To be honest, I’ve never really been a big fan of circuit training. Sure, it has its place, but if you are simply picking 5-6 exercises and performing them in a :30 on, :30 off fashion, you’re probably missing the boat.
Will you be tired if you exercise this way? Yes, you will. If you equate being exhausted with being fit, just wait ‘til you have a newborn. You’ll be exhausted for damn sure, but will you be more fit? Nope.
Anybody can design a circuit. Pick some exercises, choose a work to rest ratio, set the timer and off you go. I’ve done some of these brutal workouts in my day and most of the time this type of training leaves you tired and incredibly sore.
Now, I’m not saying that you should never be sore or tired from your training sessions, but there is a difference between a session where you do a few sets of heavy squats versus one where you perform 100 bodyweight squats with, 100 pull ups and 200 push-ups. One will leave your legs tired for a day or so and the other will leave you feeling destroyed for 3-5 days.
Here’s the problem. If my fighters cannot train for 3-5 days because I decided to destroy them in a training session, I’m not doing my job. They aren’t going to improve their BJJ if they can’t even lift their arms above their heads and they sure as hell won’t be able to shoot for a takedown if they can’t get out of a chair.
When it comes to circuit training (and many things in life), if you design it properly, it should work.
So what type of circuits do I think would be beneficial for MMA?
I’m not going dive into each one in depth, but I will give you a quick template on how to design each one.
Alactic Capacity Circuit Template
There are several exercises that work well for an alactic capacity circuit, but here are my favorites:
- Bike sprint
- Rower sprints
- Ski erg sprints
- Battling ropes
- KB swings
- Treadmill sprints
- Bungee sprint repeats
- Sled pushes
- Ground and pound on the bag
- Hill sprints
Here’s a secret to exercise selection when performing this type of circuit: you’ll want to do your best to avoid local muscular fatigue. For example, if an athlete performs sled pushes, bungee sprints, treadmill sprints and hill sprints all in the same circuit, his lower body will fatigue incredibly fast.
If your goal is to increase lower body muscular endurance, you could possibly pair some of these drills together, but since here the goal is alactic capacity, “spreading the load out” is a good idea.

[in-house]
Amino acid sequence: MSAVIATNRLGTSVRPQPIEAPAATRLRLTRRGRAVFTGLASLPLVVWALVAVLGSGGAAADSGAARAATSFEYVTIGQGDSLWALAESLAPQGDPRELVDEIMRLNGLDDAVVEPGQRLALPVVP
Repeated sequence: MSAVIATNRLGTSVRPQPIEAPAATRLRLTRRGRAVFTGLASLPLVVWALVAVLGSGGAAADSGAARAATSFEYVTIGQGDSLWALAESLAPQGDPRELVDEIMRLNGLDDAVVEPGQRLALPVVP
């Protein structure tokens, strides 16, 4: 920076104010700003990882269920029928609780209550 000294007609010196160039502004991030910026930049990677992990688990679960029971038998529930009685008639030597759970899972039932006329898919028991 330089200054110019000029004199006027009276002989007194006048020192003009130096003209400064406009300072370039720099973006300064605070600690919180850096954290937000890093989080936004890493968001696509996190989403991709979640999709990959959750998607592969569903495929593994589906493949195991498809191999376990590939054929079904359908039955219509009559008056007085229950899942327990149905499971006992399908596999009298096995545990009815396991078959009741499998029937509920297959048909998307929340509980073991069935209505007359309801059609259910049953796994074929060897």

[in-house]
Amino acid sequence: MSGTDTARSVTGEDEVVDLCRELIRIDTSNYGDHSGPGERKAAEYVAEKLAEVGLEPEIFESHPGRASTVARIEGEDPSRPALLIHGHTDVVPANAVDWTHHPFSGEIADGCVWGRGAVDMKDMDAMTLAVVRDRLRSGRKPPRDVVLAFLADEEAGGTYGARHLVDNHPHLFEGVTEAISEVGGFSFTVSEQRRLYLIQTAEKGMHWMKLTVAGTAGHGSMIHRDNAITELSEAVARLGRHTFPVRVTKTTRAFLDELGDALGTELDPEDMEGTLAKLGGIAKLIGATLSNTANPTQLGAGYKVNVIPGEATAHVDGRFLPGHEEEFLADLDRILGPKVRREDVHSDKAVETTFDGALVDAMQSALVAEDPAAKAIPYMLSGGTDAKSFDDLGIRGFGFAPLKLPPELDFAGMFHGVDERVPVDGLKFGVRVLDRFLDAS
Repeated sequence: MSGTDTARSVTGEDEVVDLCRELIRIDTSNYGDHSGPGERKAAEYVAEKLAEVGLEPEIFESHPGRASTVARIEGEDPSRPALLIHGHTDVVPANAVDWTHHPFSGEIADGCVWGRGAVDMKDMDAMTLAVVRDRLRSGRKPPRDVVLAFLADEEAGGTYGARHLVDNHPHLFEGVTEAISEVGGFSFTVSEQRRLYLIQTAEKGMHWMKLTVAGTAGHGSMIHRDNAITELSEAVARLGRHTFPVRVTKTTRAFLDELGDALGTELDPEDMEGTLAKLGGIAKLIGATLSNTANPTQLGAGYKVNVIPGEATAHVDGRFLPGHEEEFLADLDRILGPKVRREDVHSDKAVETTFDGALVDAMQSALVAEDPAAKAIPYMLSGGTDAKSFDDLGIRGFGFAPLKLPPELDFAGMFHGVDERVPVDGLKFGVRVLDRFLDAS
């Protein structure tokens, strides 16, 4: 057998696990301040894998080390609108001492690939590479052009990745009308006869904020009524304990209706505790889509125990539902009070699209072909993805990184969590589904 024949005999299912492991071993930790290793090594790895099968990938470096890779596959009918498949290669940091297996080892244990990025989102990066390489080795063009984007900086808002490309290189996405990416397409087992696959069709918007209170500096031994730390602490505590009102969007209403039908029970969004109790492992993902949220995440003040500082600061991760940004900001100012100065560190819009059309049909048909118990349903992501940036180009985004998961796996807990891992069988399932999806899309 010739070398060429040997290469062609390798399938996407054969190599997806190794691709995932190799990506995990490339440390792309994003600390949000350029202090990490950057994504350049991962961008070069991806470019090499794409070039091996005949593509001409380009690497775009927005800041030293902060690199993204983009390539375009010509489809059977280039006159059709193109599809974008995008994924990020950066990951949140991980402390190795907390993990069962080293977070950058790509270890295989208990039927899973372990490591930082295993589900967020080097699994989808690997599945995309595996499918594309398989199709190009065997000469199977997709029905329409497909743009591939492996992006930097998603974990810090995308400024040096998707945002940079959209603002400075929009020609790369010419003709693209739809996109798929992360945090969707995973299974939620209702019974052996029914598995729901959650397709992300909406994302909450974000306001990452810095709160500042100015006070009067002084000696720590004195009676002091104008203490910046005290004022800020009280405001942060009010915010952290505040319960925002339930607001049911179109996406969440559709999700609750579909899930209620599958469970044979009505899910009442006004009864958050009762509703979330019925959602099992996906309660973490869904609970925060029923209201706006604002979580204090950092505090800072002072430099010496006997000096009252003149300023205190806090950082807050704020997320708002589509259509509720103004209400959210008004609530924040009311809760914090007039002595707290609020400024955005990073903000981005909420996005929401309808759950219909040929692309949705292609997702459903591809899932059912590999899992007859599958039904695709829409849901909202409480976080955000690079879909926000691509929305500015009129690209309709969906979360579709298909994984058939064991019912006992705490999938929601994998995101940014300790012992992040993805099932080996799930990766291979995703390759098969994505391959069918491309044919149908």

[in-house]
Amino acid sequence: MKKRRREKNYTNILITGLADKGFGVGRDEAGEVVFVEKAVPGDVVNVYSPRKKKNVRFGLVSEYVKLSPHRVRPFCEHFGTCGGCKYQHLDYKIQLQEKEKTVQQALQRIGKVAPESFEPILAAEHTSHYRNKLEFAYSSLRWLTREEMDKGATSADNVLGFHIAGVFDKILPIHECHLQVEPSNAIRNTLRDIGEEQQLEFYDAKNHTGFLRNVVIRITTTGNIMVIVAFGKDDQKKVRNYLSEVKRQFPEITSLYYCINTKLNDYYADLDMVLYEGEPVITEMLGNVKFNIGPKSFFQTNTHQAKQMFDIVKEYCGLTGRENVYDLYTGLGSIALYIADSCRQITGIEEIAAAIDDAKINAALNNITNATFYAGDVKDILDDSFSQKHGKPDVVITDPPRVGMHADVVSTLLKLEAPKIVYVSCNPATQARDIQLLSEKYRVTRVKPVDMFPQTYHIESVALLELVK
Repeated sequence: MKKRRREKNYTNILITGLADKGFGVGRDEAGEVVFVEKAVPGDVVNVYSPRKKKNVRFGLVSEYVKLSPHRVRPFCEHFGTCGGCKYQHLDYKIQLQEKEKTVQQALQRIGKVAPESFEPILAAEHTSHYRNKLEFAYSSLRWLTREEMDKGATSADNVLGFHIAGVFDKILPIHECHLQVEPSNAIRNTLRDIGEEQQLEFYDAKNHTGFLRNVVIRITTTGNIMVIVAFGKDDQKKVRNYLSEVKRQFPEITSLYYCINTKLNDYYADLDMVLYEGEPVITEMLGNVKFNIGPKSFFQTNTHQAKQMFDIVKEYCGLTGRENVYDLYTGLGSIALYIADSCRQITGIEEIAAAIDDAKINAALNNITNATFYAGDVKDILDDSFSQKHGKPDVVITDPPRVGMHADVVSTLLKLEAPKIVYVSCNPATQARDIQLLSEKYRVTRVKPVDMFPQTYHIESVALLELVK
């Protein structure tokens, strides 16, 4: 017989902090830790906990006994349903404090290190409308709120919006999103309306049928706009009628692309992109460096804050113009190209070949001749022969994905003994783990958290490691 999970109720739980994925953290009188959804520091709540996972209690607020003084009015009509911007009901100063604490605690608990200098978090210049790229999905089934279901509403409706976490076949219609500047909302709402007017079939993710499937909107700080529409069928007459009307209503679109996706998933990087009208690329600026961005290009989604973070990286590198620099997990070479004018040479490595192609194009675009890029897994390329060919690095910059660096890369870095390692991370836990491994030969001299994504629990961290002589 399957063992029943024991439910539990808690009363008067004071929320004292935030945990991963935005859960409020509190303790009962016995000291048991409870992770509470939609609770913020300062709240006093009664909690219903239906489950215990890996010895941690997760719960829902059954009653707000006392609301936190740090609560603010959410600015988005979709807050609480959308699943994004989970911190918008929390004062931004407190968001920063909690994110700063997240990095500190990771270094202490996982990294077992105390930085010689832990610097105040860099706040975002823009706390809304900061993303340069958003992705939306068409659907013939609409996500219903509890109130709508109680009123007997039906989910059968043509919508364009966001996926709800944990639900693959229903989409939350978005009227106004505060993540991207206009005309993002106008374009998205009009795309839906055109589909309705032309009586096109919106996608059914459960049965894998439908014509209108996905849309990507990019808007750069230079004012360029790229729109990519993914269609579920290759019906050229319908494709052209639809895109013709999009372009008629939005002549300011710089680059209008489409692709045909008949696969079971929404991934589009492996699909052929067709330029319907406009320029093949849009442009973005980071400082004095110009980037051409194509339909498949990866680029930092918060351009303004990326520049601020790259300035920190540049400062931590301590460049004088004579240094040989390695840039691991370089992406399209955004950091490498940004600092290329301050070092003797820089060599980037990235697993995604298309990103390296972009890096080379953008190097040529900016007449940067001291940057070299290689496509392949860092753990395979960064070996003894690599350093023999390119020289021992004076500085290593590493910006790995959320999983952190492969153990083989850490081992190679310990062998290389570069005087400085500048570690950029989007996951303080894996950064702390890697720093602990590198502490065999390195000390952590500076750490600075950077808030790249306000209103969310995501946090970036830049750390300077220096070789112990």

To avoid this muscular fatigue, you could choose treadmill sprints, battling rope slams, bike sprints and ground and pound on the bag. This way, you’ll tax the whole body, while doing your best to avoid localized muscular fatigue.
Here’s a quick template to consider:
Treadmill sprint :12
Battling Rope slams :12
Bike sprints :80
Ground and pound :12
* Repeat for 3-5 rounds.
As you can see, the template above is pretty simple. The risk of injury is low and managing fatigue while performing these exercises does not require a high level of skill. Using alactic capacity circuits, like the one above, is one of my favorite ways to train my fighters and we’ve had very good luck using this template.
The Aerobic Circuit Template
Another way to utilize circuit training is via Aerobic circuit training. There are a few simple guidelines.
- Try to keep your heart rate in the aerobic zone. Anywhere from 120 to 150 beats per minute works fairly well for most people.
- If possible, keep the exercises low impact. Aerobic circuits are not the time to train elasticity!
- Focus on nasal breathing for the duration of these circuits.
- Incorporate BJJ, wrestling and grappling drills into the circuit when possible.
Aerobic circuits don’t have to be boring! These circuits are a perfect opportunity to incorporate fun drills, practice new techniques and move your body in various planes. I like to incorporate ropes, sandbags, medballs, slamballs, ladder drills and more to change it up and have some fun.
You shouldn’t dread your training and every session doesn’t always have to be an ass-kicking.
Feel free to change things up and bit and be creative when doing MMA circuit training. As long as your training stays principle-based, you should be good to go.
As always, train smart and train hard!!